There is a long process for an individual to be classified as a refugee in the United States, so to make this process a little easier to understand let us follow a hypothetical family on their journey. All of the following information on the process this family goes through to get in the US comes from USCIS. We will be following the Sidiqi family whose members consist of 3 children, their father, Dadvar, and their mother, Larmina. The Sidiqi family has recently fled from Afganistan to Pakistan and Dadvar has been referred to the US Refugee Admissions Program by the UNHCR, one of the most common groups to refer individuals, though they could have also been referred by a US Embassy or a nongovernmental organization. Since Dadvar is married and his children are not yet married his family will be considered to come to the US with him. Dadvar now must apply for refugee status, his application will be processed by a Resettlement Support Center, an RSC, in Pakistan and this RSC will also start biographic checks. These biographic checks include Consular Lookout and Support System, and Interagency Check. The Consular Lookout and Support System is a name check database that contains information about previous visa refusals, criminal histories, and terrorism concerns. The Interagency Check allows Dadvar’s information to be checked against information held by other members of the Intelligence Community. Dadvar did not have to have his information go through the Security Advisory Opinion, a biographic check conducted by the FBI, as it is for specific high-risk groups and nationalities. USCIS then reviews the information from the biographic checks and conducts an interview with Dadvar and his family. The interview consists of a USCIS agent confirming biographic data, determining if Dadvar has a well-founded fear of persecution, if he has participated in the persecution of others, and if he has been resettled in another country. At this interview biometric information is taken and further checks are performed. The first check is the FBI Fingerprint Check through Next Generation Identification, this checks for any immigration and criminal history. Next is the DHS Automated Biometric Identification System which checks for travel and immigration history as well as any national security concerns. Finally, the DOD Defense Forensics and Biometrics Agency’s Automated Biometric Identification System check is conducted, this checks the biometric data against the Department of Defense (DOD) holdings collected in areas where the DOD has a significant military presence. The RSC is now going to process the Sidiqi’s case as approved for travel, while they have technically have been approved as a refugee they still must complete some steps in the process. The Sidiqi family must go through medical checks to see if any members have any medical needs and to ensure no members have a contagious illness. The RSC will reach out to a resettlement agency in the area the family will be moving to so that the agency can sponsor them. They will also need to go through a cultural orientation before arriving in the US. The last step the Sidiqi family will go through before arriving in the US will be background check by US Customs and Border patrol once they arrive at a port of entry, once they are cleared here they are allowed to officially enter the US as a refugee.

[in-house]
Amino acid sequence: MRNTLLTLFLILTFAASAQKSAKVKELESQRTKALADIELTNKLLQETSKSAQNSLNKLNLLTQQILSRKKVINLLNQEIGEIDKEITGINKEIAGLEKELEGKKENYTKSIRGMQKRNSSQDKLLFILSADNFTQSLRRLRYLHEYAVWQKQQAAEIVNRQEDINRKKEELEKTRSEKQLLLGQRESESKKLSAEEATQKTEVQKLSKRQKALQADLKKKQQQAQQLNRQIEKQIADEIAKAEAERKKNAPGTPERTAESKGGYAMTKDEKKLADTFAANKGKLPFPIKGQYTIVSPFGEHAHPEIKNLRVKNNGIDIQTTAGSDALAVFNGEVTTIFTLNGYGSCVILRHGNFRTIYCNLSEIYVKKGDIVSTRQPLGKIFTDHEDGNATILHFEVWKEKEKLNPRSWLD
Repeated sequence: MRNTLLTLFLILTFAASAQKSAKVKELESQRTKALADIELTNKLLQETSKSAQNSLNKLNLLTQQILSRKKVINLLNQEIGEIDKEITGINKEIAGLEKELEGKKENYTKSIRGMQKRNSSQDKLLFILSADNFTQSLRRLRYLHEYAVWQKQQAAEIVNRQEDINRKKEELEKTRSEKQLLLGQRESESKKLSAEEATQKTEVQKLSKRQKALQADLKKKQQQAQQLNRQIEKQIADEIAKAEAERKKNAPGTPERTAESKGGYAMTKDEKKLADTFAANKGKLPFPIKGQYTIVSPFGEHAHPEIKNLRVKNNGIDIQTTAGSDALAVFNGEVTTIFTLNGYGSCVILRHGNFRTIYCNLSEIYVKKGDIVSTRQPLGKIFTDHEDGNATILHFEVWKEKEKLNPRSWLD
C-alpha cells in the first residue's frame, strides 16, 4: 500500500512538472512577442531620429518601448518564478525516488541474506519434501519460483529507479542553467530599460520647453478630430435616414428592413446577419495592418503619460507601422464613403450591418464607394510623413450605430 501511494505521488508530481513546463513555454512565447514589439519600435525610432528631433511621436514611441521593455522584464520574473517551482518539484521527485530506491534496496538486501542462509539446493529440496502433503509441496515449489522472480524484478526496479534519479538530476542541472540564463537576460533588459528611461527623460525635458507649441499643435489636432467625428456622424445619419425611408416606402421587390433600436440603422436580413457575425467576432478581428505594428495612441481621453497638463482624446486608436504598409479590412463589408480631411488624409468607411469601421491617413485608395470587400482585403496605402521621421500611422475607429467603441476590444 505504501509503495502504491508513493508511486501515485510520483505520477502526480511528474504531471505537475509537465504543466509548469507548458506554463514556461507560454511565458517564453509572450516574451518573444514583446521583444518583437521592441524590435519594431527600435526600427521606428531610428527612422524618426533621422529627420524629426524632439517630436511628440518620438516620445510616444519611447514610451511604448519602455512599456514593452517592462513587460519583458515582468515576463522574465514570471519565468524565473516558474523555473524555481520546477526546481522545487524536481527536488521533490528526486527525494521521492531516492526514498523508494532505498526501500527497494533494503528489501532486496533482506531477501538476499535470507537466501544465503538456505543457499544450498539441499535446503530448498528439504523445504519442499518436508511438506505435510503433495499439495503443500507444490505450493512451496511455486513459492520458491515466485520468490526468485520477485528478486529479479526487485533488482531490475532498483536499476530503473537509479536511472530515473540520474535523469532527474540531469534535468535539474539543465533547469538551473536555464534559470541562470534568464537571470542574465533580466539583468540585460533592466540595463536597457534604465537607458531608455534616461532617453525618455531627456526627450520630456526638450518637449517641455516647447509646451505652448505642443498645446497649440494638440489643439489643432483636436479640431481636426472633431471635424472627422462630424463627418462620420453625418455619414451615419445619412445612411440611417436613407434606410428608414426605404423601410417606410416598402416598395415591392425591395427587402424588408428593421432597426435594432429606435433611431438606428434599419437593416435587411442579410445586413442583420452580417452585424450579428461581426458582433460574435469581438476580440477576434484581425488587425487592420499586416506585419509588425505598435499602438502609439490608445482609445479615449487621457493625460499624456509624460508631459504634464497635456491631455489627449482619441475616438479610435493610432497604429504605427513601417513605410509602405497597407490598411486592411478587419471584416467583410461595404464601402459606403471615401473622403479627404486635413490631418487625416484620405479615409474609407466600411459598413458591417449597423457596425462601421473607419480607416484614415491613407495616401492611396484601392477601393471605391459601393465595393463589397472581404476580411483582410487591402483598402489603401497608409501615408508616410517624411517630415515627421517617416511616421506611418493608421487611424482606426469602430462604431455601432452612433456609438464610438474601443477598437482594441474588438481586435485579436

There are a wide variety of sevices made available to refugees once they enter the US, I will discuss the ones that typically affect the widest variety of people. Most of the services are made available to them through the Office of Refugee Resettlement, as state-administered programs. I was able to gather the following information from the Office of Refugee Resettlement. Refugees are allowed to participate in many programs open to US citizens such as Temporary Assistance for Needy Families, Supplemental Security Income, and Medicaid. If they are not eligible for these services there are alternatives. As an alternative for Temporary Assistance for Needy Families and Supplemental Security Income, there is Refugee Cash Assistance, which the refugee is allowed to utilize for up to 8 months after admission to the US. In place of Medicaid, there is Refugee Medical Assistance which again can be used for up to 8 months after admission to the US. There is also Refugee Social Services which can provide many services to help aid in employment such as help looking for a job, job training, English language learning, daycare and transportation related to jobs, translation services, and naturalization services. The Refugee Social Services are available for up to 5 years after the date of admission to the US. Priorities for this program include those who apply within one year of arriving to the US, those on cash assistance programs, unemployed refugees, and employed individuals who need assistance to stay employed or to become economically self-sufficient. Refugees that live in states that have had a large influx of refugees can also be eligible for the Targeted Assistance Program. The program attempts to help refugees gain employment and become economically self-sufficient within one year of being on the program. This program prioritizes those receiving cash assistance, unemployed refugees who do not get cash assistance, and employed individuals who need assistance to stay employed or to become economically self-sufficient. The Refugee School Impact Program provides funds to school districts that have large numbers of refugee children in order to provide resources for them. Some of these resources might include ESL programs, after school activities, parental involvement programs, and bilingual counselors. The goal of many of these resettlement services are for those who have recently arrived in the US to become economically self-sufficient as soon as possible and to become quickly integrated into the American way of life.